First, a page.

Archive

Mutation

A spectacular aurora photographed by Ryan Fisher in Canada's Northwest Territories on January 11, 2015. Click image to link to the aurora gallery at Spaceweather.

A spectacular aurora photographed by Ryan Fisher in Canada’s Northwest Territories on January 11, 2015. Click image to link to the aurora gallery at Spaceweather.

When weeding, the best way to make sure you are removing a weed and not a valuable plant is to pull on it. If it comes out of the ground easily, it is a valuable plant. ~Author Unknown

House sparrows bathing. Photo Zachary, Creative Commons.

House sparrows bathing. Photo Zachary, Creative Commons.

Cat Grass for Cats – good or bad?
Though no one can deny that cats eat grass, there are only theories as to why they do. Some claim it is to get extra niacin, a B vitamin abundantly available in most fresh young grain grasses. Perhaps cats eat it to make themselves vomit. Some people believe cats eat it to help pass fur balls along while others say they just need the fiber for other nutritional purposes.
Geoff Stein/Dave’s Garden

Rise in mass die-offs seen among birds, fish and marine invertebrates
An analysis of 727 studies reveals that there have been more instances of rapid, catastrophic animal die-offs over the past 75 years. These mass kills appear to have hit birds, fish and marine invertebrates harder than other species.
Science Daily

Unusual number of UK flowers bloom
Botanists have been stunned by the results of their annual hunt for plants in flower on New Year’s Day. They say according to textbooks there should be between 20 and 30 species in flower. This year there were 368 in bloom.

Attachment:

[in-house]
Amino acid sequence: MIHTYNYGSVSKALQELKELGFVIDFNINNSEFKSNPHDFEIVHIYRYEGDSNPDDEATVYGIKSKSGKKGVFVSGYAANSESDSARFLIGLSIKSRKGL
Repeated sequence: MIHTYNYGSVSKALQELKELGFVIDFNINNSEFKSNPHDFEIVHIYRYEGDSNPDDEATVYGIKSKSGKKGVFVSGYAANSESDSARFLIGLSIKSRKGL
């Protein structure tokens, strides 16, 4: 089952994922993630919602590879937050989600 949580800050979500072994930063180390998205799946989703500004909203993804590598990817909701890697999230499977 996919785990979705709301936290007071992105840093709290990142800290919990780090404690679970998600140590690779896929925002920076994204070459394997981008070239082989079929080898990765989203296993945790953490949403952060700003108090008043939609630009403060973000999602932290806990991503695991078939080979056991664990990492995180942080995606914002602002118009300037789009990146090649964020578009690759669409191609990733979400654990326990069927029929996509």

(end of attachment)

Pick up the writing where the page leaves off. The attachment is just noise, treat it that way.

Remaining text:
BBC

Together, humans and computers can figure out the plant world
As technology advances, science has become increasingly about data–how to gather it, organize it, and analyze it. The creation of key databases to analyze and share data lies at the heart of bioinformatics, or the collection, classification, storage, and analysis of biochemical and biological information using computers and software.
EurekAlert

The Sustainable Sites Initiative
Landscapes are considered sustainable if they reduce water demand, filter and reduce stormwater runoff, provide wildlife habitat, reduce energy consumption, improve air quality, improve human health, and increase outdoor recreation opportunities.
United States Botanic Garden

Nectar of the Gods
The Exotic Love Vine (Ipomoea lobata) is proving to be the most vibrant and heavy bloomer in my fall garden — just when I think it can’t possibly get any better, it does.
Great Stems

William Curtis and “The Botanical Magazine, or, Flower-Garden Displayed”
The world’s longest running botanical magazine was (eventually) named after its founder William Curtis (1746–1799), who was an English botanist and entomologist. From 1771 to 1777 Curtis worked as demonstrator of plants and Praefectus Horti at the Chelsea Physic Garden…
New York Public Library

A Garden Aristocrat
The U.S. National Arboretum’s National Boxwood Collection is one of the most complete collections of boxwood in the world.  There are around 150 different species and cultivars planted in this verdant corner of the Arboretum.  Some have blue-green leaves, others have leaves variegated with splashes of cream or yellow.  Some are dwarf and mature at a height of less than two feet.  One variety, ‘Graham Blandy’,  grows upward in a narrow column like an exclamation point in the garden.